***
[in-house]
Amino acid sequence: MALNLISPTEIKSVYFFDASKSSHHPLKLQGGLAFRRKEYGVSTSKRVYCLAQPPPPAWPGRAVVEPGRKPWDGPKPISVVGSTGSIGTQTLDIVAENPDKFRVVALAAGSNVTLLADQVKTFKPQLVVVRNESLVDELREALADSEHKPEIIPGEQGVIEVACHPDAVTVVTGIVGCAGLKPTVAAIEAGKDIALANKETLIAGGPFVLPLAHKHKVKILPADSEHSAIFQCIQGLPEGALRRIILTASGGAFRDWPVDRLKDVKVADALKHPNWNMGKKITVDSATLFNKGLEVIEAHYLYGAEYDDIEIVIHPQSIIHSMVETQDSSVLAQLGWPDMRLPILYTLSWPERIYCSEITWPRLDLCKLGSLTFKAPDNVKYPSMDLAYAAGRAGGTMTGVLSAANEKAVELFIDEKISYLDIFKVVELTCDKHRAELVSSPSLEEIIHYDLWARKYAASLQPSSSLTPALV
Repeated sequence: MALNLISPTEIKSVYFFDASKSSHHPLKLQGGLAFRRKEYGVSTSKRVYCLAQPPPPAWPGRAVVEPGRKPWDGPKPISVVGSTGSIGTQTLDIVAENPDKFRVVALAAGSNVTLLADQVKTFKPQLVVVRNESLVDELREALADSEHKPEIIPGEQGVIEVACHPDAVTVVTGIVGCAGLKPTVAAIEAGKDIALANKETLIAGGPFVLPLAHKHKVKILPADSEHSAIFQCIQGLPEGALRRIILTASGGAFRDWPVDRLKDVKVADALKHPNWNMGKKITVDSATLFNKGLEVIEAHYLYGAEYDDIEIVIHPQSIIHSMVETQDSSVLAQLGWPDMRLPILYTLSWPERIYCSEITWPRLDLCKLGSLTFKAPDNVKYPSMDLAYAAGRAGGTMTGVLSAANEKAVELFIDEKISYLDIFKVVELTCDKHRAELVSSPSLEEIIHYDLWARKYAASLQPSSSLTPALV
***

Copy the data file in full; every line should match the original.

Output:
[in-house]
Amino acid sequence: MALNLISPTEIKSVYFFDASKSSHHPLKLQGGLAFRRKEYGVSTSKRVYCLAQPPPPAWPGRAVVEPGRKPWDGPKPISVVGSTGSIGTQTLDIVAENPDKFRVVALAAGSNVTLLADQVKTFKPQLVVVRNESLVDELREALADSEHKPEIIPGEQGVIEVACHPDAVTVVTGIVGCAGLKPTVAAIEAGKDIALANKETLIAGGPFVLPLAHKHKVKILPADSEHSAIFQCIQGLPEGALRRIILTASGGAFRDWPVDRLKDVKVADALKHPNWNMGKKITVDSATLFNKGLEVIEAHYLYGAEYDDIEIVIHPQSIIHSMVETQDSSVLAQLGWPDMRLPILYTLSWPERIYCSEITWPRLDLCKLGSLTFKAPDNVKYPSMDLAYAAGRAGGTMTGVLSAANEKAVELFIDEKISYLDIFKVVELTCDKHRAELVSSPSLEEIIHYDLWARKYAASLQPSSSLTPALV
Repeated sequence: MALNLISPTEIKSVYFFDASKSSHHPLKLQGGLAFRRKEYGVSTSKRVYCLAQPPPPAWPGRAVVEPGRKPWDGPKPISVVGSTGSIGTQTLDIVAENPDKFRVVALAAGSNVTLLADQVKTFKPQLVVVRNESLVDELREALADSEHKPEIIPGEQGVIEVACHPDAVTVVTGIVGCAGLKPTVAAIEAGKDIALANKETLIAGGPFVLPLAHKHKVKILPADSEHSAIFQCIQGLPEGALRRIILTASGGAFRDWPVDRLKDVKVADALKHPNWNMGKKITVDSATLFNKGLEVIEAHYLYGAEYDDIEIVIHPQSIIHSMVETQDSSVLAQLGWPDMRLPILYTLSWPERIYCSEITWPRLDLCKLGSLTFKAPDNVKYPSMDLAYAAGRAGGTMTGVLSAANEKAVELFIDEKISYLDIFKVVELTCDKHRAELVSSPSLEEIIHYDLWARKYAASLQPSSSLTPALV